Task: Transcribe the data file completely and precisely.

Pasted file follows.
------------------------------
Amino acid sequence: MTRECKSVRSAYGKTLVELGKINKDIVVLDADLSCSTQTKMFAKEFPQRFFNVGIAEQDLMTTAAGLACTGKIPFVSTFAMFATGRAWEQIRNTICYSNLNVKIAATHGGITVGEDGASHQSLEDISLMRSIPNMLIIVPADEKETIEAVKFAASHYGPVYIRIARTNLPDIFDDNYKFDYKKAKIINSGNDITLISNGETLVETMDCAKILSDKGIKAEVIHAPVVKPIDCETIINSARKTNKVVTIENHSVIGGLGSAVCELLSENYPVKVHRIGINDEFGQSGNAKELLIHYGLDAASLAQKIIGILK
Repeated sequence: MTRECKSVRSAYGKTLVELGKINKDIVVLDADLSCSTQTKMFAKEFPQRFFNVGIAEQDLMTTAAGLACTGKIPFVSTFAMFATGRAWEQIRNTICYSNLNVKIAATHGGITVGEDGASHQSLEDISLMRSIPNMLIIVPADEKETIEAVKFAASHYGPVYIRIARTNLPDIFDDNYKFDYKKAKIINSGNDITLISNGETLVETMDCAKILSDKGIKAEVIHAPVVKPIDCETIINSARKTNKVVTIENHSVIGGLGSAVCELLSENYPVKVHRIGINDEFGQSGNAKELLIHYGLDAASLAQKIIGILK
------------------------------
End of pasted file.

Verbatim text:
Amino acid sequence: MTRECKSVRSAYGKTLVELGKINKDIVVLDADLSCSTQTKMFAKEFPQRFFNVGIAEQDLMTTAAGLACTGKIPFVSTFAMFATGRAWEQIRNTICYSNLNVKIAATHGGITVGEDGASHQSLEDISLMRSIPNMLIIVPADEKETIEAVKFAASHYGPVYIRIARTNLPDIFDDNYKFDYKKAKIINSGNDITLISNGETLVETMDCAKILSDKGIKAEVIHAPVVKPIDCETIINSARKTNKVVTIENHSVIGGLGSAVCELLSENYPVKVHRIGINDEFGQSGNAKELLIHYGLDAASLAQKIIGILK
Repeated sequence: MTRECKSVRSAYGKTLVELGKINKDIVVLDADLSCSTQTKMFAKEFPQRFFNVGIAEQDLMTTAAGLACTGKIPFVSTFAMFATGRAWEQIRNTICYSNLNVKIAATHGGITVGEDGASHQSLEDISLMRSIPNMLIIVPADEKETIEAVKFAASHYGPVYIRIARTNLPDIFDDNYKFDYKKAKIINSGNDITLISNGETLVETMDCAKILSDKGIKAEVIHAPVVKPIDCETIINSARKTNKVVTIENHSVIGGLGSAVCELLSENYPVKVHRIGINDEFGQSGNAKELLIHYGLDAASLAQKIIGILK